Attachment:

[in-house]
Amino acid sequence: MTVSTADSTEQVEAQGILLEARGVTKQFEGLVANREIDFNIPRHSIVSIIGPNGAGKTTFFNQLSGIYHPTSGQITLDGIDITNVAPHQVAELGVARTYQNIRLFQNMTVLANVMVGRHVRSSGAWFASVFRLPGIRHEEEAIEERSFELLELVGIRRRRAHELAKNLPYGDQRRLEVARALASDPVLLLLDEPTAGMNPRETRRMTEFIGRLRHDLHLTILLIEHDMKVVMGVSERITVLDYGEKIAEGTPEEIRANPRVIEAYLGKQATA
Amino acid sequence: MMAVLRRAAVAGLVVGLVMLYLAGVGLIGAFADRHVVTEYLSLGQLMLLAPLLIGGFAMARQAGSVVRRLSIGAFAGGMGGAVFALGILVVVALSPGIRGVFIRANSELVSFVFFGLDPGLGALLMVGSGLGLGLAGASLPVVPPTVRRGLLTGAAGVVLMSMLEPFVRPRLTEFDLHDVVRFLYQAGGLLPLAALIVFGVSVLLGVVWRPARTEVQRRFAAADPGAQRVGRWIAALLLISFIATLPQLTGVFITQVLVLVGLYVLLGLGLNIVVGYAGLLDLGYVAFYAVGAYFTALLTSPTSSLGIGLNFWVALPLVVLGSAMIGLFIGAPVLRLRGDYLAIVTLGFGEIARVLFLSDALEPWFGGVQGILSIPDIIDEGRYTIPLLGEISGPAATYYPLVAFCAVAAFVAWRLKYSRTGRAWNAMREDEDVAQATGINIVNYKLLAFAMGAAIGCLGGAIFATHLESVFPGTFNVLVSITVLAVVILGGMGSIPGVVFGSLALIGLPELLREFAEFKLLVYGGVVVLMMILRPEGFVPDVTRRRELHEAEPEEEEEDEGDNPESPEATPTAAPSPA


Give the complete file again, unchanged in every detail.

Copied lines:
[in-house]
Amino acid sequence: MTVSTADSTEQVEAQGILLEARGVTKQFEGLVANREIDFNIPRHSIVSIIGPNGAGKTTFFNQLSGIYHPTSGQITLDGIDITNVAPHQVAELGVARTYQNIRLFQNMTVLANVMVGRHVRSSGAWFASVFRLPGIRHEEEAIEERSFELLELVGIRRRRAHELAKNLPYGDQRRLEVARALASDPVLLLLDEPTAGMNPRETRRMTEFIGRLRHDLHLTILLIEHDMKVVMGVSERITVLDYGEKIAEGTPEEIRANPRVIEAYLGKQATA
Amino acid sequence: MMAVLRRAAVAGLVVGLVMLYLAGVGLIGAFADRHVVTEYLSLGQLMLLAPLLIGGFAMARQAGSVVRRLSIGAFAGGMGGAVFALGILVVVALSPGIRGVFIRANSELVSFVFFGLDPGLGALLMVGSGLGLGLAGASLPVVPPTVRRGLLTGAAGVVLMSMLEPFVRPRLTEFDLHDVVRFLYQAGGLLPLAALIVFGVSVLLGVVWRPARTEVQRRFAAADPGAQRVGRWIAALLLISFIATLPQLTGVFITQVLVLVGLYVLLGLGLNIVVGYAGLLDLGYVAFYAVGAYFTALLTSPTSSLGIGLNFWVALPLVVLGSAMIGLFIGAPVLRLRGDYLAIVTLGFGEIARVLFLSDALEPWFGGVQGILSIPDIIDEGRYTIPLLGEISGPAATYYPLVAFCAVAAFVAWRLKYSRTGRAWNAMREDEDVAQATGINIVNYKLLAFAMGAAIGCLGGAIFATHLESVFPGTFNVLVSITVLAVVILGGMGSIPGVVFGSLALIGLPELLREFAEFKLLVYGGVVVLMMILRPEGFVPDVTRRRELHEAEPEEEEEDEGDNPESPEATPTAAPSPA